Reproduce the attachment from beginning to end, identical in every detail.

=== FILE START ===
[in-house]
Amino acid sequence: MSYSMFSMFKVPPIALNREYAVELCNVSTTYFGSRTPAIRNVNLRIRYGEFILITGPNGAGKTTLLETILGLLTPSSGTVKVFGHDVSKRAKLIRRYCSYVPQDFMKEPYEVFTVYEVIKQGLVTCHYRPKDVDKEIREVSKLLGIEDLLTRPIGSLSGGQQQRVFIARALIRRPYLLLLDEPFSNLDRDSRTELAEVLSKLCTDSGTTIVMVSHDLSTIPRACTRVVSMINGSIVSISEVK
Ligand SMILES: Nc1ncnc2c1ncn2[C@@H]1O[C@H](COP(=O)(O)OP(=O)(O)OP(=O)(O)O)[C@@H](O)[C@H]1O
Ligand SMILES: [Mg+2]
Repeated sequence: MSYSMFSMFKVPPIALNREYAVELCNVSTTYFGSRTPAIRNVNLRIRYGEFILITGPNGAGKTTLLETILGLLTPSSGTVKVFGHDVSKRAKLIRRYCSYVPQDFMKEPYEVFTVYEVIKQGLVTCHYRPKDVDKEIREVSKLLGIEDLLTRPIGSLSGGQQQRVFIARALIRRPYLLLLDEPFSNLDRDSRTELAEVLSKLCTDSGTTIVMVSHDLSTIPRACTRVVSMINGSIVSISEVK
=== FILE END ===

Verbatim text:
[in-house]
Amino acid sequence: MSYSMFSMFKVPPIALNREYAVELCNVSTTYFGSRTPAIRNVNLRIRYGEFILITGPNGAGKTTLLETILGLLTPSSGTVKVFGHDVSKRAKLIRRYCSYVPQDFMKEPYEVFTVYEVIKQGLVTCHYRPKDVDKEIREVSKLLGIEDLLTRPIGSLSGGQQQRVFIARALIRRPYLLLLDEPFSNLDRDSRTELAEVLSKLCTDSGTTIVMVSHDLSTIPRACTRVVSMINGSIVSISEVK
Ligand SMILES: Nc1ncnc2c1ncn2[C@@H]1O[C@H](COP(=O)(O)OP(=O)(O)OP(=O)(O)O)[C@@H](O)[C@H]1O
Ligand SMILES: [Mg+2]
Repeated sequence: MSYSMFSMFKVPPIALNREYAVELCNVSTTYFGSRTPAIRNVNLRIRYGEFILITGPNGAGKTTLLETILGLLTPSSGTVKVFGHDVSKRAKLIRRYCSYVPQDFMKEPYEVFTVYEVIKQGLVTCHYRPKDVDKEIREVSKLLGIEDLLTRPIGSLSGGQQQRVFIARALIRRPYLLLLDEPFSNLDRDSRTELAEVLSKLCTDSGTTIVMVSHDLSTIPRACTRVVSMINGSIVSISEVK